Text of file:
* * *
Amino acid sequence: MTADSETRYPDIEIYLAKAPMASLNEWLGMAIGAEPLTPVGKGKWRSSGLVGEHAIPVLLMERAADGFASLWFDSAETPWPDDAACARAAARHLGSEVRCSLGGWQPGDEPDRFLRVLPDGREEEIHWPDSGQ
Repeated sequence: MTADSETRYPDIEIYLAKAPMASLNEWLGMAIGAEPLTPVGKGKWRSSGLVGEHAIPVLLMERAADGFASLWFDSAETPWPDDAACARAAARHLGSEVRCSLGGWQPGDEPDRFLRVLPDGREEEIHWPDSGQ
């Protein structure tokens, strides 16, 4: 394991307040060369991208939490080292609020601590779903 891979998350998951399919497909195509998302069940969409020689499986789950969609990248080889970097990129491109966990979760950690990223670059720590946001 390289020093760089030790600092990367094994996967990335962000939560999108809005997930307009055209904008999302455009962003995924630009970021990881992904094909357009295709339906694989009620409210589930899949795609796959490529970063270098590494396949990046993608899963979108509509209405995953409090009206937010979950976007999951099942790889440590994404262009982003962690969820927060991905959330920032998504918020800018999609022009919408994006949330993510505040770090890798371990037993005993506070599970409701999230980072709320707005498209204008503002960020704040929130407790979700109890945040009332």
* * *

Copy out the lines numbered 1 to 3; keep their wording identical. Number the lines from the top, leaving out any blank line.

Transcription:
Amino acid sequence: MTADSETRYPDIEIYLAKAPMASLNEWLGMAIGAEPLTPVGKGKWRSSGLVGEHAIPVLLMERAADGFASLWFDSAETPWPDDAACARAAARHLGSEVRCSLGGWQPGDEPDRFLRVLPDGREEEIHWPDSGQ
Repeated sequence: MTADSETRYPDIEIYLAKAPMASLNEWLGMAIGAEPLTPVGKGKWRSSGLVGEHAIPVLLMERAADGFASLWFDSAETPWPDDAACARAAARHLGSEVRCSLGGWQPGDEPDRFLRVLPDGREEEIHWPDSGQ
């Protein structure tokens, strides 16, 4: 394991307040060369991208939490080292609020601590779903 891979998350998951399919497909195509998302069940969409020689499986789950969609990248080889970097990129491109966990979760950690990223670059720590946001 390289020093760089030790600092990367094994996967990335962000939560999108809005997930307009055209904008999302455009962003995924630009970021990881992904094909357009295709339906694989009620409210589930899949795609796959490529970063270098590494396949990046993608899963979108509509209405995953409090009206937010979950976007999951099942790889440590994404262009982003962690969820927060991905959330920032998504918020800018999609022009919408994006949330993510505040770090890798371990037993005993506070599970409701999230980072709320707005498209204008503002960020704040929130407790979700109890945040009332």